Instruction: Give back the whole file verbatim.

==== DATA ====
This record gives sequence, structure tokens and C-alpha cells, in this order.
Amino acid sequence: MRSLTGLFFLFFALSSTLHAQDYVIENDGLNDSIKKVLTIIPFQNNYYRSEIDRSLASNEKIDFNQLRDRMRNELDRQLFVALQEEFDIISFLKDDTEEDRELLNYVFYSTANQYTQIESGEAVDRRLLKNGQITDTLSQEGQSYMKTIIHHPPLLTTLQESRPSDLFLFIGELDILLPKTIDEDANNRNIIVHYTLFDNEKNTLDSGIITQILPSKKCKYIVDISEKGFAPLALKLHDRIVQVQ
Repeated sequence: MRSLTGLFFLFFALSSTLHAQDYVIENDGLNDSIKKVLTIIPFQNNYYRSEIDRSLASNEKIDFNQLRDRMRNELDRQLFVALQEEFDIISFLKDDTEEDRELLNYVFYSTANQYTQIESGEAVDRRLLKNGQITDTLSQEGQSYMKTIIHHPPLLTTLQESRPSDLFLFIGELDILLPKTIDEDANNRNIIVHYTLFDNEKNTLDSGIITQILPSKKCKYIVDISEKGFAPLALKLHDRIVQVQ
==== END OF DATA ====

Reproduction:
This record gives sequence, structure tokens and C-alpha cells, in this order.
Amino acid sequence: MRSLTGLFFLFFALSSTLHAQDYVIENDGLNDSIKKVLTIIPFQNNYYRSEIDRSLASNEKIDFNQLRDRMRNELDRQLFVALQEEFDIISFLKDDTEEDRELLNYVFYSTANQYTQIESGEAVDRRLLKNGQITDTLSQEGQSYMKTIIHHPPLLTTLQESRPSDLFLFIGELDILLPKTIDEDANNRNIIVHYTLFDNEKNTLDSGIITQILPSKKCKYIVDISEKGFAPLALKLHDRIVQVQ
Repeated sequence: MRSLTGLFFLFFALSSTLHAQDYVIENDGLNDSIKKVLTIIPFQNNYYRSEIDRSLASNEKIDFNQLRDRMRNELDRQLFVALQEEFDIISFLKDDTEEDRELLNYVFYSTANQYTQIESGEAVDRRLLKNGQITDTLSQEGQSYMKTIIHHPPLLTTLQESRPSDLFLFIGELDILLPKTIDEDANNRNIIVHYTLFDNEKNTLDSGIITQILPSKKCKYIVDISEKGFAPLALKLHDRIVQVQ